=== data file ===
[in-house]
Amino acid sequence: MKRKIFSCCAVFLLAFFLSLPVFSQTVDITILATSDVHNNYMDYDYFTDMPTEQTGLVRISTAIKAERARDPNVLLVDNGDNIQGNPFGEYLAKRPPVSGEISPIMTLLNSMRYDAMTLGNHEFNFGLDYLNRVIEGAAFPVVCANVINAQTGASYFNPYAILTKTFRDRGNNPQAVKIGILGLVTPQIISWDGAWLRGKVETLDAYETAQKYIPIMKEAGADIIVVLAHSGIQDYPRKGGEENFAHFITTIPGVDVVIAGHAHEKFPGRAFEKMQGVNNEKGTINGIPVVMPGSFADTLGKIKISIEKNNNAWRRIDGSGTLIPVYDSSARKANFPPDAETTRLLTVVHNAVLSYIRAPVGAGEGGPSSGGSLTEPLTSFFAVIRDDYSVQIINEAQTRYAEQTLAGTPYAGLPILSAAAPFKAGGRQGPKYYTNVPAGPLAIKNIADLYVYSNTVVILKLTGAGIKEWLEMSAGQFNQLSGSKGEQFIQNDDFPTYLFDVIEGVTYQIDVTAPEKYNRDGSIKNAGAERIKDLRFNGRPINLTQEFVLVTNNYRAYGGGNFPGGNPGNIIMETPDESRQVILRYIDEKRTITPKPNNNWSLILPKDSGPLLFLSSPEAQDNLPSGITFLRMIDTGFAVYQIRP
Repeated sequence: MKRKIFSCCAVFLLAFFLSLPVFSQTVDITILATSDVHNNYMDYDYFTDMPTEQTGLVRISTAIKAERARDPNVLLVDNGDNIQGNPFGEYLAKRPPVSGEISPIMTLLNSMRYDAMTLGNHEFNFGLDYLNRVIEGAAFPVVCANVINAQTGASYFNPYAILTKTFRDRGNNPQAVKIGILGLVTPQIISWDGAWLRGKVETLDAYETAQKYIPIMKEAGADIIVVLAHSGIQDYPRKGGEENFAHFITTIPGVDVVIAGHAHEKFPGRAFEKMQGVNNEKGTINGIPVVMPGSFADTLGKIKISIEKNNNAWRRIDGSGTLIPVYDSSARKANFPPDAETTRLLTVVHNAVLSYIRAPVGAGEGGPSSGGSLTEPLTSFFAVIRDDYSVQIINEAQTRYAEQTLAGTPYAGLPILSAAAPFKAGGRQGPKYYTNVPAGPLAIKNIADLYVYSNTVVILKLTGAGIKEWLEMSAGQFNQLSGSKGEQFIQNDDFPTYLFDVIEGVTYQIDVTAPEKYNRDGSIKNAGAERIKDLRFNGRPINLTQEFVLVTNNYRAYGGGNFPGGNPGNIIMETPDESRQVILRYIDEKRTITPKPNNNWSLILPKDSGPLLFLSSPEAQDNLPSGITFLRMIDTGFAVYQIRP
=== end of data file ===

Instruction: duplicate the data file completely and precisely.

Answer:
[in-house]
Amino acid sequence: MKRKIFSCCAVFLLAFFLSLPVFSQTVDITILATSDVHNNYMDYDYFTDMPTEQTGLVRISTAIKAERARDPNVLLVDNGDNIQGNPFGEYLAKRPPVSGEISPIMTLLNSMRYDAMTLGNHEFNFGLDYLNRVIEGAAFPVVCANVINAQTGASYFNPYAILTKTFRDRGNNPQAVKIGILGLVTPQIISWDGAWLRGKVETLDAYETAQKYIPIMKEAGADIIVVLAHSGIQDYPRKGGEENFAHFITTIPGVDVVIAGHAHEKFPGRAFEKMQGVNNEKGTINGIPVVMPGSFADTLGKIKISIEKNNNAWRRIDGSGTLIPVYDSSARKANFPPDAETTRLLTVVHNAVLSYIRAPVGAGEGGPSSGGSLTEPLTSFFAVIRDDYSVQIINEAQTRYAEQTLAGTPYAGLPILSAAAPFKAGGRQGPKYYTNVPAGPLAIKNIADLYVYSNTVVILKLTGAGIKEWLEMSAGQFNQLSGSKGEQFIQNDDFPTYLFDVIEGVTYQIDVTAPEKYNRDGSIKNAGAERIKDLRFNGRPINLTQEFVLVTNNYRAYGGGNFPGGNPGNIIMETPDESRQVILRYIDEKRTITPKPNNNWSLILPKDSGPLLFLSSPEAQDNLPSGITFLRMIDTGFAVYQIRP
Repeated sequence: MKRKIFSCCAVFLLAFFLSLPVFSQTVDITILATSDVHNNYMDYDYFTDMPTEQTGLVRISTAIKAERARDPNVLLVDNGDNIQGNPFGEYLAKRPPVSGEISPIMTLLNSMRYDAMTLGNHEFNFGLDYLNRVIEGAAFPVVCANVINAQTGASYFNPYAILTKTFRDRGNNPQAVKIGILGLVTPQIISWDGAWLRGKVETLDAYETAQKYIPIMKEAGADIIVVLAHSGIQDYPRKGGEENFAHFITTIPGVDVVIAGHAHEKFPGRAFEKMQGVNNEKGTINGIPVVMPGSFADTLGKIKISIEKNNNAWRRIDGSGTLIPVYDSSARKANFPPDAETTRLLTVVHNAVLSYIRAPVGAGEGGPSSGGSLTEPLTSFFAVIRDDYSVQIINEAQTRYAEQTLAGTPYAGLPILSAAAPFKAGGRQGPKYYTNVPAGPLAIKNIADLYVYSNTVVILKLTGAGIKEWLEMSAGQFNQLSGSKGEQFIQNDDFPTYLFDVIEGVTYQIDVTAPEKYNRDGSIKNAGAERIKDLRFNGRPINLTQEFVLVTNNYRAYGGGNFPGGNPGNIIMETPDESRQVILRYIDEKRTITPKPNNNWSLILPKDSGPLLFLSSPEAQDNLPSGITFLRMIDTGFAVYQIRP